Absinthe makes you crazy and criminal, provokes epilepsy and tuberculosis, and has killed thousands…It makes a ferocious beast of man, a martyr of woman, and a degenerate of the infant, it disorganizes and ruins the family… – Barnaby Conrad III (via Wikipedia)
Outlawed in the early 1900’s due to it’s supposed deleterious and hallucinogenic effects, absinthe (pronounced "absenta" in Catalan) is back and legal in much of Europe.
Apparently, the art of absinthe manufacture was all but lost, and the distillers had to reverse engineer aspects of the process by chemically analyzing the residue of old casks, but they appear to have nailed it. Mark Linneman and I enjoyed several glasses at a small pub near our flat. (We spent a couple great days and nights hanging out with our friends from home, Mark and Kelly, who only semi-coincidentally were in Barcelona at the same time as we.)
Absinthe fills the glass clear, pale green when served, and comes over ice with a spoon, a sugar cube and a small bottle of water. We dipped the sugar cube in the absinthe, set spoon and soaked cube across the mouth of the glass and lit the cube on fire. In the rosy gloom and hum of the pub, the small, steady blue flame of the absinthe and caramelizing sugar was hypnotizing.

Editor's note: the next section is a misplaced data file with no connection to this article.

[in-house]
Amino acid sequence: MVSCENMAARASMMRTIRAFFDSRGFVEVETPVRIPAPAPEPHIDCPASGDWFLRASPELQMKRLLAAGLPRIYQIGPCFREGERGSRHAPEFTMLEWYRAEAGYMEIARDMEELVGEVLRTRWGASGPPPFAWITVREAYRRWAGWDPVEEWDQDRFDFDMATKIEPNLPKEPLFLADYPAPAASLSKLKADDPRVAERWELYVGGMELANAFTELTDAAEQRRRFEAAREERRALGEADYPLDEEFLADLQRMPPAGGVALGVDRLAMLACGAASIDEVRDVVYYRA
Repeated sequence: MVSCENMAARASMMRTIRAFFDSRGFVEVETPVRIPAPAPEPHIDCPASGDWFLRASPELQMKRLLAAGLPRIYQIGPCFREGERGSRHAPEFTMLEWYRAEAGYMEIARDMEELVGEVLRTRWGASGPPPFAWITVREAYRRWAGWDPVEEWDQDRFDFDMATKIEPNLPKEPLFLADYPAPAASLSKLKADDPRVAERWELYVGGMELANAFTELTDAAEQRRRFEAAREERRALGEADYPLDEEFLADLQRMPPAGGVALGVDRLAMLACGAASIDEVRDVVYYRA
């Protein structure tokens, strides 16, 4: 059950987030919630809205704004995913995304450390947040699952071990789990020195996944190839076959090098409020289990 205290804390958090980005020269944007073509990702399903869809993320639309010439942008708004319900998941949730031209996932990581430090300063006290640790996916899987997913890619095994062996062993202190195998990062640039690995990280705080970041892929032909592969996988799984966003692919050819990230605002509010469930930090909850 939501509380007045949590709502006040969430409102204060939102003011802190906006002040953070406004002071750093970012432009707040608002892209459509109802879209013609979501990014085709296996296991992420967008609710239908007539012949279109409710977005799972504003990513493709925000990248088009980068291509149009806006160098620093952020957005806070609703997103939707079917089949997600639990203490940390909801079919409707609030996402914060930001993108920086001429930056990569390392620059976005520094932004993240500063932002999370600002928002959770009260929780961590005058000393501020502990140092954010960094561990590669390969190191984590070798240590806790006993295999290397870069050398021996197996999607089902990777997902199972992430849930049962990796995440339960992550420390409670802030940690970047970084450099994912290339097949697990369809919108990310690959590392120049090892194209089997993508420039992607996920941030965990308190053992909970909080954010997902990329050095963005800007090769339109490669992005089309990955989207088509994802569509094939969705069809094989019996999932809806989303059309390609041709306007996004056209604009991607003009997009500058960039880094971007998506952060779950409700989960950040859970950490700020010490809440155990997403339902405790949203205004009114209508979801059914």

When it burnt completely, we dropped the cube down into the glass, added a few splashes of water (which turned the drink from clear to milky) and enjoyed. The flavor was like a strong, alcoholic licorice (fennel and licorice are the two main ingredients, along with grande wormwood, source of the supposed hallucinogenic and neurotoxic chemicals).
The quality of the drunk was definitely different. It’s hard to characterize precisely. It’s a strong drink, ringing in around 120 – 150 proof, so there’s certainly a fair amount of just plain old drunkenness at work, but it’s not like a beer drunk or a wine drunk. There was a loose giddiness about it, and conversation and laughter came quick and easy.
I wouldn’t say it was hallucinogenic, but walking the street afterwards, things seemed a bit off-kilter and surreal. Of course, the streets of Barcelona at night can feel that way stone cold sober, so who’s to say.